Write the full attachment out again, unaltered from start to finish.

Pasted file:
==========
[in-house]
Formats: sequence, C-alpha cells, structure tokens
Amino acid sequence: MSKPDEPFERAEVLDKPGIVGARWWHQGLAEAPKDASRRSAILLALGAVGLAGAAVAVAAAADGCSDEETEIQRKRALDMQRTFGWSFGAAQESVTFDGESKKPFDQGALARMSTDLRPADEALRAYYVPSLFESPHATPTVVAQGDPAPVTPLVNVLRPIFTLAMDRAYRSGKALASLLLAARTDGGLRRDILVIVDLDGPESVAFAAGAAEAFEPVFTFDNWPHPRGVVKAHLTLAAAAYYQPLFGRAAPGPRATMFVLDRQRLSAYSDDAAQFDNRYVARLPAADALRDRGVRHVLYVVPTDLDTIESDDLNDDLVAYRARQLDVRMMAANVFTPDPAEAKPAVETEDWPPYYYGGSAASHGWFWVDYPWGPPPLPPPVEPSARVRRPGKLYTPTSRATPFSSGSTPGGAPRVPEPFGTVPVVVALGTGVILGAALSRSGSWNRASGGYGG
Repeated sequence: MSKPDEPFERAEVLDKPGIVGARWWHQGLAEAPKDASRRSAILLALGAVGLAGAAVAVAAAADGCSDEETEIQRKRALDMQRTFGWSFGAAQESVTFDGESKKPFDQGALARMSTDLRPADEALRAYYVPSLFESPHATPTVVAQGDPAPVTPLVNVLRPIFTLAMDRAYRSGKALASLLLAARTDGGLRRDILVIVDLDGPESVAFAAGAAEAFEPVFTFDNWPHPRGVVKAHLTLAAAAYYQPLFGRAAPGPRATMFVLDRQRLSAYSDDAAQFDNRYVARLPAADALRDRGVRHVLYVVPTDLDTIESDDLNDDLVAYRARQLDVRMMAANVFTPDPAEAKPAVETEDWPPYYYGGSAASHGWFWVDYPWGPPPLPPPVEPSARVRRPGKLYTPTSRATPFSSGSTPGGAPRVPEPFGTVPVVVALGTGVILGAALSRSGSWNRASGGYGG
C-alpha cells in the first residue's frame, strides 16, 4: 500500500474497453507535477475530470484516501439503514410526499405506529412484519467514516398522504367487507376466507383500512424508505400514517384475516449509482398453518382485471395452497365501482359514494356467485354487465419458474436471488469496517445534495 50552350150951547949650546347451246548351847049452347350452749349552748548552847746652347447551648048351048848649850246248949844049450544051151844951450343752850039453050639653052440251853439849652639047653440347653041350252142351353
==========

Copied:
[in-house]
Formats: sequence, C-alpha cells, structure tokens
Amino acid sequence: MSKPDEPFERAEVLDKPGIVGARWWHQGLAEAPKDASRRSAILLALGAVGLAGAAVAVAAAADGCSDEETEIQRKRALDMQRTFGWSFGAAQESVTFDGESKKPFDQGALARMSTDLRPADEALRAYYVPSLFESPHATPTVVAQGDPAPVTPLVNVLRPIFTLAMDRAYRSGKALASLLLAARTDGGLRRDILVIVDLDGPESVAFAAGAAEAFEPVFTFDNWPHPRGVVKAHLTLAAAAYYQPLFGRAAPGPRATMFVLDRQRLSAYSDDAAQFDNRYVARLPAADALRDRGVRHVLYVVPTDLDTIESDDLNDDLVAYRARQLDVRMMAANVFTPDPAEAKPAVETEDWPPYYYGGSAASHGWFWVDYPWGPPPLPPPVEPSARVRRPGKLYTPTSRATPFSSGSTPGGAPRVPEPFGTVPVVVALGTGVILGAALSRSGSWNRASGGYGG
Repeated sequence: MSKPDEPFERAEVLDKPGIVGARWWHQGLAEAPKDASRRSAILLALGAVGLAGAAVAVAAAADGCSDEETEIQRKRALDMQRTFGWSFGAAQESVTFDGESKKPFDQGALARMSTDLRPADEALRAYYVPSLFESPHATPTVVAQGDPAPVTPLVNVLRPIFTLAMDRAYRSGKALASLLLAARTDGGLRRDILVIVDLDGPESVAFAAGAAEAFEPVFTFDNWPHPRGVVKAHLTLAAAAYYQPLFGRAAPGPRATMFVLDRQRLSAYSDDAAQFDNRYVARLPAADALRDRGVRHVLYVVPTDLDTIESDDLNDDLVAYRARQLDVRMMAANVFTPDPAEAKPAVETEDWPPYYYGGSAASHGWFWVDYPWGPPPLPPPVEPSARVRRPGKLYTPTSRATPFSSGSTPGGAPRVPEPFGTVPVVVALGTGVILGAALSRSGSWNRASGGYGG
C-alpha cells in the first residue's frame, strides 16, 4: 500500500474497453507535477475530470484516501439503514410526499405506529412484519467514516398522504367487507376466507383500512424508505400514517384475516449509482398453518382485471395452497365501482359514494356467485354487465419458474436471488469496517445534495 50552350150951547949650546347451246548351847049452347350452749349552748548552847746652347447551648048351048848649850246248949844049450544051151844951450343752850039453050639653052440251853439849652639047653440347653041350252142351353